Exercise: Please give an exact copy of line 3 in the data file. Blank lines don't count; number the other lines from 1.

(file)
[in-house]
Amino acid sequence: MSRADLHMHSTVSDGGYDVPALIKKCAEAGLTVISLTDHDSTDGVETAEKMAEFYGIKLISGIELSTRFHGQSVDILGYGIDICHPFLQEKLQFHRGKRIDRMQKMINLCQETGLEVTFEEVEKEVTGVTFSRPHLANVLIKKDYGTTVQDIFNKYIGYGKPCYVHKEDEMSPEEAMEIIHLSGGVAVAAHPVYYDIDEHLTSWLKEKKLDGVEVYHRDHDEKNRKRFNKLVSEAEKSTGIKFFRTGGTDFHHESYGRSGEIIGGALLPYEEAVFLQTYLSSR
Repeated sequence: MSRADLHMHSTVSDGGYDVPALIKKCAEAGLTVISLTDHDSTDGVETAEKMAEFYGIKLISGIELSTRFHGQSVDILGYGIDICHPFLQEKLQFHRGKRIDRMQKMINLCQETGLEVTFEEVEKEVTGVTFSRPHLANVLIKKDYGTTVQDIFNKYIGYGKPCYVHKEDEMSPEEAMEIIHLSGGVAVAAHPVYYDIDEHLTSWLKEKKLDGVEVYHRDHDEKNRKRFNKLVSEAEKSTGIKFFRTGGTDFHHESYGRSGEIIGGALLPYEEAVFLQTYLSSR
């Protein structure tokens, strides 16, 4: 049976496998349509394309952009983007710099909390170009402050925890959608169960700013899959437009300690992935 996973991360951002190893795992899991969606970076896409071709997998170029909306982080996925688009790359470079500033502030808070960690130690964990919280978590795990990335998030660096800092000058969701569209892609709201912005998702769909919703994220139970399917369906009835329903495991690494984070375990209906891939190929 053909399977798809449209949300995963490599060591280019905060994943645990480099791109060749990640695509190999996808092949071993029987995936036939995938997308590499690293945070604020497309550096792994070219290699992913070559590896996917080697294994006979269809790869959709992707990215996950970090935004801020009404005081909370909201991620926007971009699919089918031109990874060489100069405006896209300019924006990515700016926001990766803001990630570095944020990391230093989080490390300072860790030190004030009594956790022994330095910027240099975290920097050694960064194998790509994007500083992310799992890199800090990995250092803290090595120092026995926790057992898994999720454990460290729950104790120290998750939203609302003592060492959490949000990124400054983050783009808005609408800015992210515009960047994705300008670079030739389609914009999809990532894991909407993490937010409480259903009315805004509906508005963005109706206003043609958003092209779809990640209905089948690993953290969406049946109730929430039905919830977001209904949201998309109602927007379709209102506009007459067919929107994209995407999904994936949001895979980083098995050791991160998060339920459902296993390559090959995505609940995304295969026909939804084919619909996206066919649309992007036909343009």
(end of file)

Repeated sequence: MSRADLHMHSTVSDGGYDVPALIKKCAEAGLTVISLTDHDSTDGVETAEKMAEFYGIKLISGIELSTRFHGQSVDILGYGIDICHPFLQEKLQFHRGKRIDRMQKMINLCQETGLEVTFEEVEKEVTGVTFSRPHLANVLIKKDYGTTVQDIFNKYIGYGKPCYVHKEDEMSPEEAMEIIHLSGGVAVAAHPVYYDIDEHLTSWLKEKKLDGVEVYHRDHDEKNRKRFNKLVSEAEKSTGIKFFRTGGTDFHHESYGRSGEIIGGALLPYEEAVFLQTYLSSR